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Judicial reform, anti-vaxxers, preachy officials, and religious warfare

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We at the Freedom From Religion Foundation have been displaying an array of strong convictions. We’re excited to be a major funder of an upcoming freethought conference for women of color, taking place in Chicago late September. “We’re delighted to be co-sponsoring the Women of Color Beyond Belief conference, which is such a worthwhile and needed event to ensure the voices of nonreligious women of color are heard,” says FFRF Co-President Annie Laurie Gaylor. Sign up!

Judicial reform is needed – now

We have been urging judicial reform for quite a while, and a recent judgment(al) chain emphasizes the critical need for this. The U.S. Supreme Court’s conservative bloc upheld an order from a President Trump-appointed judge (previously general counsel for a theocratic group) to reinstate a harsh Trump immigration policy. Congress has the ability to fix this problem by expanding the federal judiciary at every level, we underscore.

A life-and-death issue

One issue that’s been of life-and-death importance to us (literally!) is vaccinations. That’s why we have been so vocally countering the anti-science, most often religion-inspired opposition to vaccines.

“Is this what ‘freedom of religion’ now stands for?” Annie Laurie asks in a recent blog. “Ignoring your duty as a citizen to keep from spreading a pandemic? And ignoring the science? If religion did not hold the exalted spot it does in the United States, our nation would quite certainly not be in this pickle.”

FFRF Director of Strategic Response Andrew Seidel elucidates on the same theme. “The stunning and terrifying interviews CNN conducted with anti-vaxxers at a recent Trump rally in Alabama illuminate the role religion plays in accepting disinformation and justifying immoral action,” he writes in a column this week.

FFRF Anne Nicol Gaylor Reproductive Rights Intern Barbara Alvarez has a variant take on the issue, spotlighting the anti-abortion Texas and Florida governors’ hypocritical efforts to sabotage pandemic containment efforts.

“Believing that life begins at conception is a matter of faith, not fact,” she concludes. “The more than 630,000 Covid deaths in the United States are a fact. Laws related to health care must follow scientific fact — and so should our legislators.”

Observing Women’s Equality Day

Barbara also wrote a topical piece on the occasion of an important observance. “It is necessary for science and reason to be heard on this Women’s Equality Day,” she proclaimed.

Stop your official preachiness!

We’ve been constantly admonishing preachy officials.

Stop abusing your official position in the name of religion, we chastised the Mississippi agriculture and commerce commissioner after he posted a religious video from his office. (Popular blogger Hemant Mehta noticed on his Friendly Atheist blog.) Halt the misuse of your office to propagate your personal religious beliefs, we insisted to a Virginia county revenue commissioner who has been officially endorsing Christianity and inviting pastors to pray for his office. Quit using moments of silence to recite Christian prayers at official meetings, we urged a Virginia school board.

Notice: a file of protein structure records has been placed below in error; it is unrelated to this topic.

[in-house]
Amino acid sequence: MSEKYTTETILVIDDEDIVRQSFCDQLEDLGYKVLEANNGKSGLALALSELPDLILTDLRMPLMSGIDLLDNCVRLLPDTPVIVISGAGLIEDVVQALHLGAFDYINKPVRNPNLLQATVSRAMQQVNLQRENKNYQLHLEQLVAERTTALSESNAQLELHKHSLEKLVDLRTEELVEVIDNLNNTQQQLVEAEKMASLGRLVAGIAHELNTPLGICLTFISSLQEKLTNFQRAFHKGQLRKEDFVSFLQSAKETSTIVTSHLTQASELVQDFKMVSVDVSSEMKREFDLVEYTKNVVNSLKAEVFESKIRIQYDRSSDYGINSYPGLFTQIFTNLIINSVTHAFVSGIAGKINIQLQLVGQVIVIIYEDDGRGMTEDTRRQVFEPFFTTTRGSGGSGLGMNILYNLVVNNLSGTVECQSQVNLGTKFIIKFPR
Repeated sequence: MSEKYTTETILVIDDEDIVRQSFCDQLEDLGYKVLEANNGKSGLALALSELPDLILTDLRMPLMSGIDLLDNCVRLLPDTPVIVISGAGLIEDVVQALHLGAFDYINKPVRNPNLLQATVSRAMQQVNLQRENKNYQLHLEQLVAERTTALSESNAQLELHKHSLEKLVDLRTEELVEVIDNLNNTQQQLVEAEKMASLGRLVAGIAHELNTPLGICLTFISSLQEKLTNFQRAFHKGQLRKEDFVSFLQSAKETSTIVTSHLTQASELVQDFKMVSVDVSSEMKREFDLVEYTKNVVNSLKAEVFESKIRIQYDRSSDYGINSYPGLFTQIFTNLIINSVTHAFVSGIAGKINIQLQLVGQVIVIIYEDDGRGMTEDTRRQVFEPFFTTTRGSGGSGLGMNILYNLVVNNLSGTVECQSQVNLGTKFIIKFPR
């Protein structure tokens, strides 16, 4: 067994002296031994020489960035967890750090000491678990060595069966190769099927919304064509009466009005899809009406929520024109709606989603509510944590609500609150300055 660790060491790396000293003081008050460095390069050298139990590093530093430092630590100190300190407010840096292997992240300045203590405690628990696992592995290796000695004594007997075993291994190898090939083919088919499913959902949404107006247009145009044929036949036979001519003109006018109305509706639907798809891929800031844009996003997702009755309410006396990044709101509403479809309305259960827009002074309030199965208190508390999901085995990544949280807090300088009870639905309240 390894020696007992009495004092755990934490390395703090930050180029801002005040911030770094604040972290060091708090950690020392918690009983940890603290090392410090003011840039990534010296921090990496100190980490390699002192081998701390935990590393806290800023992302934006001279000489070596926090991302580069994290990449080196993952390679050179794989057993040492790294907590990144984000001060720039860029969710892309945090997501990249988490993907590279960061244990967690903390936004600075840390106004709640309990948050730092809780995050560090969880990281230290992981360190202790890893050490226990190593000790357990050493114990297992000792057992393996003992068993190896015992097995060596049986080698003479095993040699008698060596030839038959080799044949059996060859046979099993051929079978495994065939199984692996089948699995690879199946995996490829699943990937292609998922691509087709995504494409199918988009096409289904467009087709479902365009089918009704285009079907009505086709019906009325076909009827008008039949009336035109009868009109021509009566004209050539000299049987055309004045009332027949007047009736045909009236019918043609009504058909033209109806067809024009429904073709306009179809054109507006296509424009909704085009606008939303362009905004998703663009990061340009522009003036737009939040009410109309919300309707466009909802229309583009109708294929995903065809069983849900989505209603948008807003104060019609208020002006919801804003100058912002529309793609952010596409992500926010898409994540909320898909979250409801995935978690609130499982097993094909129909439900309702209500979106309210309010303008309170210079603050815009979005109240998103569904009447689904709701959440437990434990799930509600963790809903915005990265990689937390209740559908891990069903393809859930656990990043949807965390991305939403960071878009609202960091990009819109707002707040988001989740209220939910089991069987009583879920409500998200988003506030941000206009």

You’d think that these folks would know better.

An electoral triumph against the far right

On our “Ask an Atheist” Facebook Live feature this week, we engaged in a fascinating conversation. Annie Laurie and FFRF Director of Governmental Affairs Mark Dann spoke with Kristiana De Leon, an atheist who won a town council seat in Black Diamond, Wash., about her experience running against staunch white supremacists and Christian nationalists.

Why Trump and Bolsonaro got elected

Our radio show this week delved into the fascinating parallels between the Brazilian and the U.S. Religious Rights — and the role they played in bringing to power Jair Bolsonaro and Donald Trump in their respective countries. FFRF Co-President Dan Barker and yours truly talked with Professor Benjamin Cowan about his new book Moral Majorities across the Americas: Brazil, the United States, and the Creation of the Religious Right.

Religious warfare is a huge problem – as Afghanistan shows

Speaking of religion and presidents, we sent off a letter today on behalf of secular Americans and armed force members to President Biden expressing our concerns over his over-the-top quoting of a scorched-earth bible verse in reaction to yesterday’s terrorist attack in Kabul. “God is not on our side — or anybody’s side,” Dan and Annie Laurie write.
Veteran freethinker and writer Jim Haught hits the nail on the head in analyzing this war. “The Taliban seizure of Afghanistan underscores an ugly 21st century fact: Religion-based warfare remains the world’s worst type of armed conflict,” he begins, and concludes: “It’s fascinating to think that the world might have become war-free if not for religion.”

It’s a profound thought — and one we’re working toward, with your help, by striving to keep religion and politics separate.

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